Imagine: Elon Musk, known for his delight in defying authority, is ordered to move ahead with his $44 billion purchase of Twitter — and refuses.
It’s an unusual scenario, but one in which the court would have the power to enforce its orders. It could slap an epic fine on Mr Musk; appoint receivers to get the deal done; or even enable the seizure of his assets. Twitter sued Mr Musk on Tuesday to force him to consummate the acquisition after he pulled out.
Mr Musk is not one to shrink from a fight. He has tangled with everyone from the US Securities and Exchange Commission over his provocative tweets, to a British cave expert in a defamation case, and Donald Trump.
In Delaware Chancery Court last summer in the SolarCity trial, the Tesla chief executive openly mocked the lawyer examining him, saying he had “great respect for the court” but not for the attorney, a “bad human being”.
Mr Musk’s respect for that very court may now be tested should it impose a remedy to the Twitter mess that the world’s richest person doesn’t like.
“We’ve never had a situation like that in Delaware that I can recall,” said Larry Hamermesh, a University of Pennsylvania law professor who specialises in Delaware corporate law disputes. “It would be pretty extreme.”
Mr Musk’s lawyers did not respond to emails seeking comment on the case.
Lawyers for Twitter in their lawsuit said that they will need only four days in court to show that Mr Musk should be forced to honour his agreement and pay $54.20 a share for the social media company.
If they prevail and the court returns a judgment holding Mr Musk liable, it could invoke Delaware’s civil contempt laws if he did not pay up, said Brian Quinn, a Boston College law professor who teaches about mergers and acquisitions law.
“A judge could hold him in contempt and set a daily fine until he complies,” Mr Quinn said. “For Musk, that would have to be a rather large number.”
Mr Musk’s net worth is $217.1 billion, according to the Bloomberg Billionaires Index.
That is what former Chancery judge Andre Bouchard did in a case involving the court-ordered sale of transcription software maker Transperfect Global. When Transperfect officials ignored an order, Mr Bouchard imposed a $30,000 daily fine, and the company quickly complied. The Delaware Supreme Court later upheld the judge’s contempt powers against Transperfect but threw out sanctions against its owner.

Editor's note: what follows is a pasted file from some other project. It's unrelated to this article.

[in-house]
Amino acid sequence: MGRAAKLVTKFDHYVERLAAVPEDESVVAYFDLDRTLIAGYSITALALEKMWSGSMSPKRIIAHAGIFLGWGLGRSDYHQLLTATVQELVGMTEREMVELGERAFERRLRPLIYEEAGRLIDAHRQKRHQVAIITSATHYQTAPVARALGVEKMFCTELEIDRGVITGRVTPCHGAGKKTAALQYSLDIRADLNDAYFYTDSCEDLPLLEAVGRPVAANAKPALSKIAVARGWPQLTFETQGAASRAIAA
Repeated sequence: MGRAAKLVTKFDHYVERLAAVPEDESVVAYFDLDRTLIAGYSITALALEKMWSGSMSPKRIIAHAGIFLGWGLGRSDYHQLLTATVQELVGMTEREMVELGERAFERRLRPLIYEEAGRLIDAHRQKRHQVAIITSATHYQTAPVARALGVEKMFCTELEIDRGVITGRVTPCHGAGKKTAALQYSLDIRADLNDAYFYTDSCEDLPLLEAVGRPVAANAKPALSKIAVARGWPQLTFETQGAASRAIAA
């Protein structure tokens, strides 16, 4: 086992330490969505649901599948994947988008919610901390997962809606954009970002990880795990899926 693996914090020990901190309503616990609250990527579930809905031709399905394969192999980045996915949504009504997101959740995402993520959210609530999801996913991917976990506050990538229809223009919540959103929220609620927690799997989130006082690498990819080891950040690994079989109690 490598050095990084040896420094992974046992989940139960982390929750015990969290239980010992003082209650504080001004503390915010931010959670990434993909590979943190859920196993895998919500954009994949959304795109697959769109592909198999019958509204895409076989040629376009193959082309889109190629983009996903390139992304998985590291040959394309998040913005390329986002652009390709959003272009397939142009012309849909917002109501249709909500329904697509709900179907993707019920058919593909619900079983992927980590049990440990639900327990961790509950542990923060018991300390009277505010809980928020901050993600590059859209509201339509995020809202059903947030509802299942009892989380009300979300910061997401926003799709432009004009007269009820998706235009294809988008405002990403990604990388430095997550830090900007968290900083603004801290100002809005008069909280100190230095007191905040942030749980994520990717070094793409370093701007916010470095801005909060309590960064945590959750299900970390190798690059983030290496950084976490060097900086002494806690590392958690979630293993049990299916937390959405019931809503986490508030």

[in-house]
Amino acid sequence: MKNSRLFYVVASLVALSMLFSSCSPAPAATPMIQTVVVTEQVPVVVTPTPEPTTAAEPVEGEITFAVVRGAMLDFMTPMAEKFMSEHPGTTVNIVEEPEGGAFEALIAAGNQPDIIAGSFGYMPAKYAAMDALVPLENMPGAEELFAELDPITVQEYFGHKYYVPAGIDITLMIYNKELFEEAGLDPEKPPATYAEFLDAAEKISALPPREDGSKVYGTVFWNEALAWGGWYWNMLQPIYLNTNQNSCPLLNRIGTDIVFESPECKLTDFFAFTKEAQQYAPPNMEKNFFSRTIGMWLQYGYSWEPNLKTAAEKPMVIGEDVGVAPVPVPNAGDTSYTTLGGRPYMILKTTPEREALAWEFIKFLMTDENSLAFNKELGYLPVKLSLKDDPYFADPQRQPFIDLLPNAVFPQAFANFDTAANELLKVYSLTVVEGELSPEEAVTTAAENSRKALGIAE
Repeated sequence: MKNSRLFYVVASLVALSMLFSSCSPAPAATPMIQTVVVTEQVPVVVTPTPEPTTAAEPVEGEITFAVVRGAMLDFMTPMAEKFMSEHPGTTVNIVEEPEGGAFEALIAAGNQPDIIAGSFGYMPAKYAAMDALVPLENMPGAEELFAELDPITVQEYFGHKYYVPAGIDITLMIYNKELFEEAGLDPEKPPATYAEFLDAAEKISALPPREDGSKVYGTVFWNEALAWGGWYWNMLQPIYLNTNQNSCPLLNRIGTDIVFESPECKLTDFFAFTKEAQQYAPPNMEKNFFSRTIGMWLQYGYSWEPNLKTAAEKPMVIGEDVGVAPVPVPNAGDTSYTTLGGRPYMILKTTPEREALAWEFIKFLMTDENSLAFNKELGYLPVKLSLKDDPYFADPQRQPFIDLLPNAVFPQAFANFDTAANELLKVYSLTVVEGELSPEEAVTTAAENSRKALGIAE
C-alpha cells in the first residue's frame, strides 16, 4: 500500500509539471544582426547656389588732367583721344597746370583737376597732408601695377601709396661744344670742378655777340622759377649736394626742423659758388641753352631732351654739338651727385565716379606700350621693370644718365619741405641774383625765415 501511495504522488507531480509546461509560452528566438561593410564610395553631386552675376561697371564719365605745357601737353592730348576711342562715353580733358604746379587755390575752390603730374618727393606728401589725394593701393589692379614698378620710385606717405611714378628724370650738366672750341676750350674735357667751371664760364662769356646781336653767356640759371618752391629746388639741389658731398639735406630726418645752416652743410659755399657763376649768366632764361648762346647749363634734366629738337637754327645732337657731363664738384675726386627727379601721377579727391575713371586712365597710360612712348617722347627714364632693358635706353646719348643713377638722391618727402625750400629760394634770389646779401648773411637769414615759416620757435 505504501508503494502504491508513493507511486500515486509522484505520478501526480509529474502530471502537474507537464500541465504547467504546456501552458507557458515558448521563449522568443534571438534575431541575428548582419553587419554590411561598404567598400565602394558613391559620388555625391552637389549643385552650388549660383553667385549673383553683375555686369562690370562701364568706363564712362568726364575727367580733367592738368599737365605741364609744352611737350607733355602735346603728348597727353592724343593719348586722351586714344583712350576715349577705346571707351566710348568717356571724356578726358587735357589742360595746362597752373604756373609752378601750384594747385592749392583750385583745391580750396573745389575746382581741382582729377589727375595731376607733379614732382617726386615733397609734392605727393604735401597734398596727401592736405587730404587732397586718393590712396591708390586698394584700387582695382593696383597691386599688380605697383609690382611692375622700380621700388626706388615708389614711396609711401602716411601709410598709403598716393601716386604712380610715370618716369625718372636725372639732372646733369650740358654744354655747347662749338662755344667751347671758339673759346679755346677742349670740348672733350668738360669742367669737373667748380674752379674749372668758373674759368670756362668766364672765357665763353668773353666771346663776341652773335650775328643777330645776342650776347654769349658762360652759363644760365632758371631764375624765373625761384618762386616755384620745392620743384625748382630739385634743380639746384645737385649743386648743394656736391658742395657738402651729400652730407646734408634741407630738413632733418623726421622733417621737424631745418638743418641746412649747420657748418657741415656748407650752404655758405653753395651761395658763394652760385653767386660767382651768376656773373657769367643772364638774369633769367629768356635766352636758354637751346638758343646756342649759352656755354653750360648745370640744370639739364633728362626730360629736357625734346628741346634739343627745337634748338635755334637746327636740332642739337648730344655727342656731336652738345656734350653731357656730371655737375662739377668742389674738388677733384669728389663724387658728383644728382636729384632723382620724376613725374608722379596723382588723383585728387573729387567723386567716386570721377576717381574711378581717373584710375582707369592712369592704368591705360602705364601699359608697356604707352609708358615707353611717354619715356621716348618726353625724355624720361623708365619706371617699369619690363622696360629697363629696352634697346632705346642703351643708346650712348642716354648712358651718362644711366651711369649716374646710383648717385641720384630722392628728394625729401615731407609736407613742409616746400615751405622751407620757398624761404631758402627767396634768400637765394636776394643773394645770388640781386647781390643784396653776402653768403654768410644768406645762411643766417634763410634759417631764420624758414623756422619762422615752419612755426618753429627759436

The court could allow Twitter to go after Mr Musk’s assets, said Robert Miller, who holds a chair in corporate finance and law at the Iowa College of Law.
Chancery Court “is a court of equity, with broad powers to fashion remedies. Tesla is a Delaware corporation”, Mr Miller said. The court, he said, “would have no problem reaching Musk’s Tesla stock”.
“Nothing like this has ever happened before”, a scenario in which “someone is ordered by Chancery to close a deal and just ignores that order”, Mr Miller said.
However, legal deadbeats are not uncommon, he said, “and all states and all courts have procedures whereby the winning litigant can ‘execute’ a judgment by moving against the loser’s assets”.
A court judgment if Mr Musk refused to pay would become like any other debt, said Charles Elson, a retired University of Delaware finance professor and the former head of the school’s Weinberg Centre for Corporate Governance. But seizing Tesla shares to collect that debt could be a long, tortuous legal road, he said.
“You’d need to undertake the effort to pierce the corporate veil” over the deal, because Mr Musk established holding companies for the purpose of the acquisition, Mr Elson said.
If the shell companies ignored Chancery’s judgment, the court could appoint a receiver to take them over and “do the deal”, Mr Quinn said. The companies would then contact the lenders for the financing and grapple with Mr Musk — suing him for the sum, if necessary.
Under Delaware’s civil contempt procedure, a judge can send a scofflaw to jail to think it over. In 2014 the court issued an arrest warrant for a defendant flouting an order to surrender his passports. But it is rare for a Chancery judge to send for the sheriff.
“In a contract dispute, they can’t hold a gun to your head,” Mr Elson said. “There’s no such thing as a contract prison.”
Still, the court could impose a large fine on Mr Musk, or even order his arrest, Mr Miller said.
“There’s no way in the world Delaware is going to lose its franchise as the premier corporate law jurisdiction where contracts are enforced because Elon doesn’t feel like doing it,” he said.
Mr Quinn agrees the court would have to respond forcefully. Delaware’s corporate statutes and its Chancery Court help bring companies to the state whose incorporation fees make up as much as a fourth of its annual $5 billion budget, by some estimates.
“That state lives and dies on its corporate laws,” Mr Quinn said, and does not want a reputation as one “where you can thumb your nose at a judge”.